Turns out, if I want Niko to use his brain, I have to use mine first. A lot.
Niko is a Dutch Shepherd. He is my first Dutch Shepherd. He is everything a Dutchie should be: smart, energetic, focused, driven, and loves his head massages. He’s also 73lbs of pointy ears and alert to everything, so walking through crowded spaces results in people parting like I have a leashed shark.
Until Niko, I have trained floppy ear dogs. Now, there is a wide range of floppy ear dogs in there including Labrador Retrievers, English Shepherds, Border Collies and a Labrador/Golden Retriever mix. Since my English Shepherd, I have not had a dog who required me to redirect the neuropathways that need to think, when the mammalian side of the brain wants to just DO.
We, the human end of the leash, often refer to this as a dog who needs focus, impulse control or better foundation work.
I really want him to use his brain. Vaulting at lightning speed over a rubble pile full of hazards can have unfortunate consequences.
We are actually training stimulus control and contingency for reinforcement.
When cued, do the sit.
When a goat runs in front of you, look at me.
When you smell the odor, sit and stare.
Often our own impatience gets the better of us and we ask too much. Whether it be of our dogs, children or a co-workers. We ask the animal to perform behavior in new situations too quickly.
Remember all those gentle prompts to say please and thank you to your children?
Creating a true solid response to a stimulus takes thousands of repetitions under myriad criteria, with appropriate reinforcement for meeting that criteria. We must log all the repetitions, figure out where we went wrong (or right), and repeat.
Wash and repeat.
This is the boring part of training.
Think about all the videos of dog training posted on the internet. They all show the sexy part of training. The animal performing the behavior perfectly in many different conditions. What they don’t show you is the unvarnished hours of training it took to get to that point. They (myself included) don’t show you the trials where the dog did not perform the behavior perfectly – or at all. Nowhere are the bloopers, when the trainer fails or the dog is distracted by a rabbit. Those clips ended up on the cutting room floor. They are boring to us; no one would watch past the first thirty seconds.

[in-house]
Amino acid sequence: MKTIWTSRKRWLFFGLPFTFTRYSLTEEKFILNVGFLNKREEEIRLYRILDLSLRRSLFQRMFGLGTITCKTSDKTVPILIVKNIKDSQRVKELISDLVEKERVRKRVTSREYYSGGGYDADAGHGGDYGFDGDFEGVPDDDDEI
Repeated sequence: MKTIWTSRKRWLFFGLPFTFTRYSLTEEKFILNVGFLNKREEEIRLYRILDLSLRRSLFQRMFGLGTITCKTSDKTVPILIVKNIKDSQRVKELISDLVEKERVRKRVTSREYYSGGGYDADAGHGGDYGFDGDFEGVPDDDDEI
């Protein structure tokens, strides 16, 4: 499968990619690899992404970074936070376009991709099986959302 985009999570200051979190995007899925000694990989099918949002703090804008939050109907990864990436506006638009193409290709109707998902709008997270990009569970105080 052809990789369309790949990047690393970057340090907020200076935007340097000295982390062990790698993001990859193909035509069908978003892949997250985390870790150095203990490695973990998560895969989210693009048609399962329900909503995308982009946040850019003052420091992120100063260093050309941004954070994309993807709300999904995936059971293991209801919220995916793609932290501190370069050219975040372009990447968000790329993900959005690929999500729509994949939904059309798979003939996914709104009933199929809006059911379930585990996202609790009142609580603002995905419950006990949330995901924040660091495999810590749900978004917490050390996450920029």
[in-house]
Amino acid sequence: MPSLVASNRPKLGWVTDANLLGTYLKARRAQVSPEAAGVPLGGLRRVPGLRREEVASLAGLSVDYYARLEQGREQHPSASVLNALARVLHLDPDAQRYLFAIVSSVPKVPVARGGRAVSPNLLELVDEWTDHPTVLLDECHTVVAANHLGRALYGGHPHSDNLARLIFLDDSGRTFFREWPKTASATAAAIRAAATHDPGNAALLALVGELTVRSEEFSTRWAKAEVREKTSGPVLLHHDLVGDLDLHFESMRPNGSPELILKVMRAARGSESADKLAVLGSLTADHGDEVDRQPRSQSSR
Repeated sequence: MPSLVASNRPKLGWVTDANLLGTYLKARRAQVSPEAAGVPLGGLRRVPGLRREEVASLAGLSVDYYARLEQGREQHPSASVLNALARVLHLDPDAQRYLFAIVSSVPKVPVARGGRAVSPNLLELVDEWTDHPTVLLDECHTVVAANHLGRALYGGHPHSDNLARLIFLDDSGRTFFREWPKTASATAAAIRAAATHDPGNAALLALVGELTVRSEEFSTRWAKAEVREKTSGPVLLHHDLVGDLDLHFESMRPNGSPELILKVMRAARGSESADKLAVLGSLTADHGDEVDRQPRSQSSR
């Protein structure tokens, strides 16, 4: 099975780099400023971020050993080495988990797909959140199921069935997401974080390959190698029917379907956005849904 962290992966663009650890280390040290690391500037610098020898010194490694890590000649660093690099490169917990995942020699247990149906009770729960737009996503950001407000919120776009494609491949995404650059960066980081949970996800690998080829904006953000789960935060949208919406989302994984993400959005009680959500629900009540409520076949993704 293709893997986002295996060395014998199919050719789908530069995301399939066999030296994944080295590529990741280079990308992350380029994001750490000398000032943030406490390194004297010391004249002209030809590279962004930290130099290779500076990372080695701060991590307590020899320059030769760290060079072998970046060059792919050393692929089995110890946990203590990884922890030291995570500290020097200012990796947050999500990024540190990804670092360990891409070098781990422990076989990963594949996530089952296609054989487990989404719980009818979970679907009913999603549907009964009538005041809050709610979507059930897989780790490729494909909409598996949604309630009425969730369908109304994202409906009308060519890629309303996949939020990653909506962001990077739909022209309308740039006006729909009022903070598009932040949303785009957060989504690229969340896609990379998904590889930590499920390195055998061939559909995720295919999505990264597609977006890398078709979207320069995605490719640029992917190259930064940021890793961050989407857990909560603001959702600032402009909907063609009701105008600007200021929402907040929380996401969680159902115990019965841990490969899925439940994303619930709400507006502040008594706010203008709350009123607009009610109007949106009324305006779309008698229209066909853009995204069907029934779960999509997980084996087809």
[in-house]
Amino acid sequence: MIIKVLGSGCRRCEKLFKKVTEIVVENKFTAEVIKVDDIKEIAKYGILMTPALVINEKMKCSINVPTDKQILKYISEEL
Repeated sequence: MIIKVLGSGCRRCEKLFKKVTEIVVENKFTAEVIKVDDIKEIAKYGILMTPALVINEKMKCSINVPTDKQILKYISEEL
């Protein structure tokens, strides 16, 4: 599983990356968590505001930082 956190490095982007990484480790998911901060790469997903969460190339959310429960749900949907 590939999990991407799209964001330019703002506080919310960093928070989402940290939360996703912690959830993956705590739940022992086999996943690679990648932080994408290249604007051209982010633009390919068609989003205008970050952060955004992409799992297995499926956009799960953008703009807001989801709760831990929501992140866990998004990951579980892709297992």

The boring part of training is crucial. This is where great K9 teams are built. We have the bigger brain – this is where the human end of the leash must use it.
The designing phase (see Training the Dog in Front of You) is where we design/develop/test what we want the animal to learn or do. We hash it out with our training partners, mull it over and practice (without the dog).
Only once we’ve ferreted out the potential land mines, gaps, errors, and mistakes in logic do we get the dog.
I’ll share some times I didn’t do enough designing and developing, as well as some of the times I did.
I hope my mistakes are teachable moments!
Robin has been training working dogs since 2001 and educating working dog handlers and trainers all over the nation since 2008. She is the CEO of the K9Sensus Foundation, a foundation that focuses on training the human end of the leash. While working in corporate america, she managed relationships and people using the same behavior principles she honed training dogs. Not only can these principles transform your ability to work at an elite level with your dog, but apply to every animal (humans too!) you work with.